Once you start practicing acceptance in your life, no matter what happens, you’ll feel better. Whether it’s guilt, shame, fear, anger, remorse, regret, lousy neighbors, a crappy dinner at a restaurant, or a flat tire, acceptance will save you a lot of grief. If you have a faith in a divine power, pray for acceptance. Watch how quickly your attitude shifts.

So, regardless of the reason you’re feeling guilty, you can take immediate steps to mitigate it. Hopefully you’re already feeling a little better just by reading this.

You may also be asking: but what do I do if the guilt won’t go away? If you have taken all the actions above, and followed them to the best of your ability, you just may need to keep practicing acceptance and self-forgiveness, and give it some time. Otherwise, did you stop to think that you may owe some people apologies? Did you wrong anyone that you can recall? Did you lie or steal from anyone, directly or indirectly? If you have chronic, persistent guilt, then you absolutely must narrow down the cause of it. If you caused a maelstrom of wreckage through someone else’s life, maybe it’s time to clean that mess up.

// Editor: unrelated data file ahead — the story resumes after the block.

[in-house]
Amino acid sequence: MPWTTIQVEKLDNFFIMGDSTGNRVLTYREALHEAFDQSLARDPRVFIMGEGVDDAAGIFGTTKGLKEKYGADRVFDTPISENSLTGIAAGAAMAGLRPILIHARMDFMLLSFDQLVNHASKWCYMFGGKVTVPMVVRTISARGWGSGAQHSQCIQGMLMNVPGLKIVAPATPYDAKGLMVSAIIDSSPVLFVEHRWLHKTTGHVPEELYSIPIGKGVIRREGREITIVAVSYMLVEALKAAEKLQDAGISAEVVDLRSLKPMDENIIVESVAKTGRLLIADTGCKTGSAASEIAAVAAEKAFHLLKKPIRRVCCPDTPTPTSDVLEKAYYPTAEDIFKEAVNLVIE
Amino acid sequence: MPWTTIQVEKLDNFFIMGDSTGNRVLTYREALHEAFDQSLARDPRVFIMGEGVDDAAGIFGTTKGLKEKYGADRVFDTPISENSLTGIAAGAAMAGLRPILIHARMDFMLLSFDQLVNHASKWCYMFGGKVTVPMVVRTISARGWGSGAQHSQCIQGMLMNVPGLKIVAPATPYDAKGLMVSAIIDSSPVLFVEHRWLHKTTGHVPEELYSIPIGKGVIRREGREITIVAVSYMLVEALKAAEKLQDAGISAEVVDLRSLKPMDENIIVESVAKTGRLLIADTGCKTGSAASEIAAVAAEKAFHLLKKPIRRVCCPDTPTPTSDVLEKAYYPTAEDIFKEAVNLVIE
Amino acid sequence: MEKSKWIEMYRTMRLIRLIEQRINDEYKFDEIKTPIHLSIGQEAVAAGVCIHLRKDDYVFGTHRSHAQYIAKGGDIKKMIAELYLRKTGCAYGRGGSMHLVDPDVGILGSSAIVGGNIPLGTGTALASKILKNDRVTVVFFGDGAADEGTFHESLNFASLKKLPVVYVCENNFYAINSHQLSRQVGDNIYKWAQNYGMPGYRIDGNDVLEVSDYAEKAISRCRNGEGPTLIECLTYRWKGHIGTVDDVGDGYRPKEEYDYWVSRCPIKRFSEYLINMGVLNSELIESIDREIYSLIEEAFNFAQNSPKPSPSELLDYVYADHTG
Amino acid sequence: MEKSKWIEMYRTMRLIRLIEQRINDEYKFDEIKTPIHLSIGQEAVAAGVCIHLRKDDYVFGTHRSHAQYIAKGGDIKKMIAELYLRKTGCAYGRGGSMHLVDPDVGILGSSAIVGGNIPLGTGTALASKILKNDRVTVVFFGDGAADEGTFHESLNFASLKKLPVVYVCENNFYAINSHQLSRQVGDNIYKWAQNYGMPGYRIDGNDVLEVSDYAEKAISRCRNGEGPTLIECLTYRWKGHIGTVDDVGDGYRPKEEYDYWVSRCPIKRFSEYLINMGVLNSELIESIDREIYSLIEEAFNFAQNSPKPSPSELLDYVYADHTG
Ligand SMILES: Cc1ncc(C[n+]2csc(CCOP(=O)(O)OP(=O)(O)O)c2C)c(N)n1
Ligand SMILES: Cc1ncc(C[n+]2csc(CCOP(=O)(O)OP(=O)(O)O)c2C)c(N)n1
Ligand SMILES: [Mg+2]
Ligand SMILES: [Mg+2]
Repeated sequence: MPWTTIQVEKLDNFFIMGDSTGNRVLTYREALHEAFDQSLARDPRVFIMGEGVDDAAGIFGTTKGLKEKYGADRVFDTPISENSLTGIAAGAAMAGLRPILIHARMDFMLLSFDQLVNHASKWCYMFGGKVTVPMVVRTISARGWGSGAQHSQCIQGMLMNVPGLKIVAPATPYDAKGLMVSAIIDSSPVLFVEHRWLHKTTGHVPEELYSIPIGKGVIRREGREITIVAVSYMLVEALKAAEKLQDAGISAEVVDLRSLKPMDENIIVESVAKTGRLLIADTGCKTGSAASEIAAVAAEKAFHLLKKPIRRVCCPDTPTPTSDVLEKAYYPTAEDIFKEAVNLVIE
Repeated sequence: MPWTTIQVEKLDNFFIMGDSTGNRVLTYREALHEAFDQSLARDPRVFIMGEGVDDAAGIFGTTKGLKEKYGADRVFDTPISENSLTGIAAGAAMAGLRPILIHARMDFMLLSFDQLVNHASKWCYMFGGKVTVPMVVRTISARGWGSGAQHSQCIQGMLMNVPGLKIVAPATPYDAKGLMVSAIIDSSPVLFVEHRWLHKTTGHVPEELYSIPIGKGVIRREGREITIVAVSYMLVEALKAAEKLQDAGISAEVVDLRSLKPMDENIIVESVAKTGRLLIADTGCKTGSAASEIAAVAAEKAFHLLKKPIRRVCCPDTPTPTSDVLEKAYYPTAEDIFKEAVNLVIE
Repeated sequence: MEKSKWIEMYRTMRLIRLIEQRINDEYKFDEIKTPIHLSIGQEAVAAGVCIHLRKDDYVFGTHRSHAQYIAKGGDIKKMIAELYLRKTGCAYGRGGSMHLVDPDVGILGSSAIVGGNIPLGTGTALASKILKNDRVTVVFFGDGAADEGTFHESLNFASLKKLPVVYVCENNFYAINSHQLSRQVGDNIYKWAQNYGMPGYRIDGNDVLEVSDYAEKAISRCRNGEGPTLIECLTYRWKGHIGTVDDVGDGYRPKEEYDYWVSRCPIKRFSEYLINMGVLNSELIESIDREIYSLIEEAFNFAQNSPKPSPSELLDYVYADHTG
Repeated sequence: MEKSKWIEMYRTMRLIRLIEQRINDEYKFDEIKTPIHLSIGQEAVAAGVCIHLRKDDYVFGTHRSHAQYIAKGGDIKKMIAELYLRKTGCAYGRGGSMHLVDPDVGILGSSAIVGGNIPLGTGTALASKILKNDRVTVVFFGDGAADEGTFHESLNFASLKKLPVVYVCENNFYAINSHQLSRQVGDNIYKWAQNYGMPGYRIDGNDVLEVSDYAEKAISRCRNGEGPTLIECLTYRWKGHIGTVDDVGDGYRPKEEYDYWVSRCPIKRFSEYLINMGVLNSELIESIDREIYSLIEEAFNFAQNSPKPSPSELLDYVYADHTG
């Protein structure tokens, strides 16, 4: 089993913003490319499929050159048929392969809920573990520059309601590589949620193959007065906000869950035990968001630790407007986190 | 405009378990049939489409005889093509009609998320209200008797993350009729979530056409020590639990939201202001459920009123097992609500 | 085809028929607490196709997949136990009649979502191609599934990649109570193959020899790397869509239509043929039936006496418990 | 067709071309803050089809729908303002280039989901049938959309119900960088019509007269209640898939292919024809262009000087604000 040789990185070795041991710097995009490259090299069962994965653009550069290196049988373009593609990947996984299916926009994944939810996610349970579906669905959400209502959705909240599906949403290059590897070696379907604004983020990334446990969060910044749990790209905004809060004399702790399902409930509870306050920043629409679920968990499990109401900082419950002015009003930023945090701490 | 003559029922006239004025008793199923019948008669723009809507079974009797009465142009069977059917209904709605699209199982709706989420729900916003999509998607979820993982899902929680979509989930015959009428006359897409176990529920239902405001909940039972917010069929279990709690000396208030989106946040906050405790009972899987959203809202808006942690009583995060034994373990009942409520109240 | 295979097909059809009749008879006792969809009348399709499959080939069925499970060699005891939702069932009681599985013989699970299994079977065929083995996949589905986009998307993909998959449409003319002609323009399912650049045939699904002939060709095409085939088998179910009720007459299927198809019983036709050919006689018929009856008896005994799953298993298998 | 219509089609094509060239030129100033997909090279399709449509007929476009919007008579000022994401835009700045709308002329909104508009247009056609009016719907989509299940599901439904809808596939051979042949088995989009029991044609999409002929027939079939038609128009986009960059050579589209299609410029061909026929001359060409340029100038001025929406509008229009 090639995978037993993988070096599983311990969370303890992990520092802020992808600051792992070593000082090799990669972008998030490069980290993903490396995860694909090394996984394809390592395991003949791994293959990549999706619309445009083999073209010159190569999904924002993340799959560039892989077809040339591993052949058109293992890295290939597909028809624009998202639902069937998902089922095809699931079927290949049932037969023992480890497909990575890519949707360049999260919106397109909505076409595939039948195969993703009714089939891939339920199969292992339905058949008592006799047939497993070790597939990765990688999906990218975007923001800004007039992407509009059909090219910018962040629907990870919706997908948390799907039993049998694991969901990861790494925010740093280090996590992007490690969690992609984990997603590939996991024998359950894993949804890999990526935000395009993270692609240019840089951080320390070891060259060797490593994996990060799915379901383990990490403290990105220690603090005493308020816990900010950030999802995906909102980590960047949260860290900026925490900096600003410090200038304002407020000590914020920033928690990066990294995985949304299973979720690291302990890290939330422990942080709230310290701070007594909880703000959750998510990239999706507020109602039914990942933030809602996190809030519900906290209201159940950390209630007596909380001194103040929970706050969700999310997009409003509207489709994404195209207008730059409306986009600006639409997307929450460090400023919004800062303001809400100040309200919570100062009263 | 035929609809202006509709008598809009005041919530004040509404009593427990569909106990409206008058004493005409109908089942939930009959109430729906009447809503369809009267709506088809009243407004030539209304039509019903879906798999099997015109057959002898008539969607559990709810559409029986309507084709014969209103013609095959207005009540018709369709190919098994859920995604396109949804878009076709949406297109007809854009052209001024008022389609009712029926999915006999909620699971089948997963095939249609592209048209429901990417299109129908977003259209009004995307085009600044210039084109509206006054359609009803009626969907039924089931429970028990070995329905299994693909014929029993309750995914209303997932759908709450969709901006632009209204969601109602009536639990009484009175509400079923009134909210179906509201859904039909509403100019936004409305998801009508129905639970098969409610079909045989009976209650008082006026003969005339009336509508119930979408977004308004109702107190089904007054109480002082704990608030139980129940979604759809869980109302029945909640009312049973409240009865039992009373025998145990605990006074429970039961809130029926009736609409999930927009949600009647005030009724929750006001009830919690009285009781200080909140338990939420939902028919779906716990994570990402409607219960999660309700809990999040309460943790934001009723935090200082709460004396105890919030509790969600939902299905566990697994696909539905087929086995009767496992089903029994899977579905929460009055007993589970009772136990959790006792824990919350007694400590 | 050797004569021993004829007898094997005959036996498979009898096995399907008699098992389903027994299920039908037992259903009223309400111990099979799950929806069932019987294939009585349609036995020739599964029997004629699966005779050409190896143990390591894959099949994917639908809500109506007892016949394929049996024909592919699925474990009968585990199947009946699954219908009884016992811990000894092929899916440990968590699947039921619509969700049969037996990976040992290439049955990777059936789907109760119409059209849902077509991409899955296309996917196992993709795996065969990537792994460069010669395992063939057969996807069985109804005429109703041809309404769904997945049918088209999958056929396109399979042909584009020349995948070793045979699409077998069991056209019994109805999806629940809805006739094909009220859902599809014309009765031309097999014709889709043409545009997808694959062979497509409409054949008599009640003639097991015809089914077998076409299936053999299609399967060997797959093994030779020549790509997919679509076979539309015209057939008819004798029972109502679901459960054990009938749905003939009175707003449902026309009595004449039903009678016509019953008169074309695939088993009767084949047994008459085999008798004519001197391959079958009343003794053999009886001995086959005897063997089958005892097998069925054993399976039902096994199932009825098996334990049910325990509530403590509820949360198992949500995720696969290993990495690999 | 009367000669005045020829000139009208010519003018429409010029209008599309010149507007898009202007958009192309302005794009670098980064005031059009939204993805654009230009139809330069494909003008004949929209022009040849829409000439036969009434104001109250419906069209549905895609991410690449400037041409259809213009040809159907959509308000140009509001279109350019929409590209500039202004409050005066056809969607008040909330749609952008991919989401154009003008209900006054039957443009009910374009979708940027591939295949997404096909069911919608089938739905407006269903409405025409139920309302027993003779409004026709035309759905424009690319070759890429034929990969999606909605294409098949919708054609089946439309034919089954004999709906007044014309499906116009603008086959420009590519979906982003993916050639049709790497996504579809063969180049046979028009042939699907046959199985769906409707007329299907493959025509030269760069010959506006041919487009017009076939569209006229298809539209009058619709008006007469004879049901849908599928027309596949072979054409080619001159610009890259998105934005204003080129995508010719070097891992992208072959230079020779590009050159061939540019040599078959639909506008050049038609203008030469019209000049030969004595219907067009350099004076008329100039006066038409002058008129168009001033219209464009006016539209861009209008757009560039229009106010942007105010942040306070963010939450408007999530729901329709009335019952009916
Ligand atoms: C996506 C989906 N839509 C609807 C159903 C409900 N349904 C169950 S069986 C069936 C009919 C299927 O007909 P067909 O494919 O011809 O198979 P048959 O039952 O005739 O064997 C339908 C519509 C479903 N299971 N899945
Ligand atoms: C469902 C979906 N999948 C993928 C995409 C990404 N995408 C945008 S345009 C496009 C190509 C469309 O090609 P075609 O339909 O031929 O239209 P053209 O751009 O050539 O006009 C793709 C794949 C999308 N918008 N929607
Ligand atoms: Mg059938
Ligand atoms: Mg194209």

I will caution you here: the cleaning may not be fun. It may not be pretty. Simply apologizing may not cut it. Perhaps you’ll need to make financial restitution for some of your misdoings. However, the rewards you should receive will far outweigh the sacrifices you have to make to be an emotionally balanced, happy person. Once you are free of guilt, you will be able to look everyone square in the eye. You also won’t be ashamed of who you are or what you’ve done. Furthermore, you will not tolerate anyone who tries to make you feel ashamed or guilty for any reason; you will have no room in your life for negative, miserable people who only want you to mire in the cesspool they’ve created so that they can have someone to share their unhappiness with.